Tangelo is changing this by reimagining how payers and providers can make healthy choices easier choices for their members and patients. By combining nutrition education with funds and healthy food on one platform, organizations can track population health risks and food needs and change food-buying behaviors, while also home delivering healthy foods to all communities, and empowering food-insecure community members with the knowledge on how to prepare nutritious meals and live healthier lives.
Funding the solutions at scale
“Everyone talks about it, but there is not enough funding going toward healthy food access,” says Cooley. “Most health plans don’t budget for it yet.” And even when they do, food programs can be costly, hard to measure their efficacy, and difficult to scale, making them short-lived, slow to scale, or unsuccessful.
With Tangelo, individuals can soon use SNAP benefits to purchase food through the Tangelo app. Organizations can also use Tangelo as a platform to share their educational content and inform community members about the benefits of nutrition. Payers can also make direct referrals to Tangelo through Healthify, with the opportunity to implement population health solutions or tailor their nutrition interventions to meet the unique food-related needs of high-risk populations.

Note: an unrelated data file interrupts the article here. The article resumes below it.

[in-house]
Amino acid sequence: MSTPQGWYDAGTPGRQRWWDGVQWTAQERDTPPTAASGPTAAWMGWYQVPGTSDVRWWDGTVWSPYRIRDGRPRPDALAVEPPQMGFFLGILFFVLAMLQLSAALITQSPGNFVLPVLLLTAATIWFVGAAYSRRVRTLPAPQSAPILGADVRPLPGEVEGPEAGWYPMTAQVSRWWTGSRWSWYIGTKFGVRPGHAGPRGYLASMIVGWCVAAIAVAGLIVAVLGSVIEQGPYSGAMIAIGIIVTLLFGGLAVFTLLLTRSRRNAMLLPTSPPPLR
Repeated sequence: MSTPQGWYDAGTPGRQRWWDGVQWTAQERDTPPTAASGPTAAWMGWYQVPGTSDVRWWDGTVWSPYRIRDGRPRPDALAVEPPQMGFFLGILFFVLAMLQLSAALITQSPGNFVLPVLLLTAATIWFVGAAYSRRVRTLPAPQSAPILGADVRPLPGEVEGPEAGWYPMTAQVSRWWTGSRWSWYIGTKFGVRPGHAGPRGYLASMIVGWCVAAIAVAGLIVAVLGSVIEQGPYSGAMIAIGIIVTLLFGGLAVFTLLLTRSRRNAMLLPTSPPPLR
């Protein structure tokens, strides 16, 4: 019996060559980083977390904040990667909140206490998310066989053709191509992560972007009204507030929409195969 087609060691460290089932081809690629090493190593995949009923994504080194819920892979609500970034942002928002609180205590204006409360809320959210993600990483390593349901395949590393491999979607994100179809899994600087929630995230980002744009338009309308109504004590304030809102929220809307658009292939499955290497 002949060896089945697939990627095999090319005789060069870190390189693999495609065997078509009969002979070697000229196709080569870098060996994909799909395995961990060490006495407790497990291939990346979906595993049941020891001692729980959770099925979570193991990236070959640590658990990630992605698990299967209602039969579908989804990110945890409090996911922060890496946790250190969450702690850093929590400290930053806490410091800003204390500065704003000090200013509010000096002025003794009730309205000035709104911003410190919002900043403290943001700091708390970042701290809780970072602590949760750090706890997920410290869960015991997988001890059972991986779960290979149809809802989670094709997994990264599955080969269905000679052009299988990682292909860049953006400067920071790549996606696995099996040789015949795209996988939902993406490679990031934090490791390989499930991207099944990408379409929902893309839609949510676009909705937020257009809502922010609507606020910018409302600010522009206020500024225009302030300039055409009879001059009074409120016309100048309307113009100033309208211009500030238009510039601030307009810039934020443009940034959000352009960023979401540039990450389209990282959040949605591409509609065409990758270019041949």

While the platform makes education and access possible, funding is needed to truly bridge the gap to lasting affordability. “Giving people food doesn’t solve the problem [of food insecurity],” says Bernstein. “Getting people out of poverty solves the problem and you need to prioritize healthy food to do that.”
As a mission-driven company, Tangelo plans to instill significant long-term change. They don’t just want to feed America; they want to nourish America. And the only way to get people to eat healthier is to make food affordable and accessible, Cooley explains, so they’re only working with partners who are interested in the larger mission of eliminating nutrition insecurity and improving health outcomes.
“Why does this matter?” Bernstein says. “Food insecurity leads to poor dietary choices and unhealthy coping strategies, leading to chronic disease and mental health problems, which leads to higher healthcare costs, and when people are sick, it’s harder to keep a job or get a job, which limits their income or puts them in poverty. And in poverty, people must make impossible tradeoffs between paying utility bills, rent, higher education, and medical bills. It’s a virtuous cycle… and providing all people the access they deserve is actually good business. When factoring in the environmental, health, and societal externalities, this saves the government, health plans, and risk-bearing providers money. The seemingly subtle shift from promoting calories to providing nutrition makes all the difference and prevents rising-risk populations from turning into high-risk populations.”
We all want to end food insecurity and prevent avoidable diseases, but how many of us are contributing to or developing a lasting solution?